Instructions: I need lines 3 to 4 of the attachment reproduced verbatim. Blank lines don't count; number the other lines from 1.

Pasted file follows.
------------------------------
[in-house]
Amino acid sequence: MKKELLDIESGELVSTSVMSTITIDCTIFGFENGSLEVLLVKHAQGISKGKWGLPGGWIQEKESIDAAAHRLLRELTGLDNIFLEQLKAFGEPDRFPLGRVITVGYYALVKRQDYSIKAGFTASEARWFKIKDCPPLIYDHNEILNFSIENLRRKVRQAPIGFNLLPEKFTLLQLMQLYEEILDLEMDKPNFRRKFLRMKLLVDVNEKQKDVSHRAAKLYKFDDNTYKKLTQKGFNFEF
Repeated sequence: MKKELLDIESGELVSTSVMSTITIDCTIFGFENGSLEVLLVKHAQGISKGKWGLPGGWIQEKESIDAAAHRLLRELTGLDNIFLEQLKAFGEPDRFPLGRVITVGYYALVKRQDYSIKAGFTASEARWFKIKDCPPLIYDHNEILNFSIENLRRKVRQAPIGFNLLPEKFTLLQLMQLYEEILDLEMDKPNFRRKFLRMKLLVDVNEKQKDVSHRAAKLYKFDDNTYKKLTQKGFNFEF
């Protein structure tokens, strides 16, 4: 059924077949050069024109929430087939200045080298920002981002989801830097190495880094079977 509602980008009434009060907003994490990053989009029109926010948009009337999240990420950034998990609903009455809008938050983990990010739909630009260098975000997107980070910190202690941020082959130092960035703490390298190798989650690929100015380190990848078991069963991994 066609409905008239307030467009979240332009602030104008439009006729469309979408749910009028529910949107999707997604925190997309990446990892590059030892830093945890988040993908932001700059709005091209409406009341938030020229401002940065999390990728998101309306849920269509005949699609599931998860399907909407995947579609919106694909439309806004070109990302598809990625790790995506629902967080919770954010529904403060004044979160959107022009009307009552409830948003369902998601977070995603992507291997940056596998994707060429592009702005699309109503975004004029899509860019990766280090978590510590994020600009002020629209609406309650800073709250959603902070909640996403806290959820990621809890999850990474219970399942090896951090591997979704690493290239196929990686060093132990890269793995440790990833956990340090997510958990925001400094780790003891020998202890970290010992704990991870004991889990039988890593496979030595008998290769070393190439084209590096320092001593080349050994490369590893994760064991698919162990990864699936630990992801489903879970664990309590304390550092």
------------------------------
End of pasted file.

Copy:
Repeated sequence: MKKELLDIESGELVSTSVMSTITIDCTIFGFENGSLEVLLVKHAQGISKGKWGLPGGWIQEKESIDAAAHRLLRELTGLDNIFLEQLKAFGEPDRFPLGRVITVGYYALVKRQDYSIKAGFTASEARWFKIKDCPPLIYDHNEILNFSIENLRRKVRQAPIGFNLLPEKFTLLQLMQLYEEILDLEMDKPNFRRKFLRMKLLVDVNEKQKDVSHRAAKLYKFDDNTYKKLTQKGFNFEF
């Protein structure tokens, strides 16, 4: 059924077949050069024109929430087939200045080298920002981002989801830097190495880094079977 509602980008009434009060907003994490990053989009029109926010948009009337999240990420950034998990609903009455809008938050983990990010739909630009260098975000997107980070910190202690941020082959130092960035703490390298190798989650690929100015380190990848078991069963991994 066609409905008239307030467009979240332009602030104008439009006729469309979408749910009028529910949107999707997604925190997309990446990892590059030892830093945890988040993908932001700059709005091209409406009341938030020229401002940065999390990728998101309306849920269509005949699609599931998860399907909407995947579609919106694909439309806004070109990302598809990625790790995506629902967080919770954010529904403060004044979160959107022009009307009552409830948003369902998601977070995603992507291997940056596998994707060429592009702005699309109503975004004029899509860019990766280090978590510590994020600009002020629209609406309650800073709250959603902070909640996403806290959820990621809890999850990474219970399942090896951090591997979704690493290239196929990686060093132990890269793995440790990833956990340090997510958990925001400094780790003891020998202890970290010992704990991870004991889990039988890593496979030595008998290769070393190439084209590096320092001593080349050994490369590893994760064991698919162990990864699936630990992801489903879970664990309590304390550092």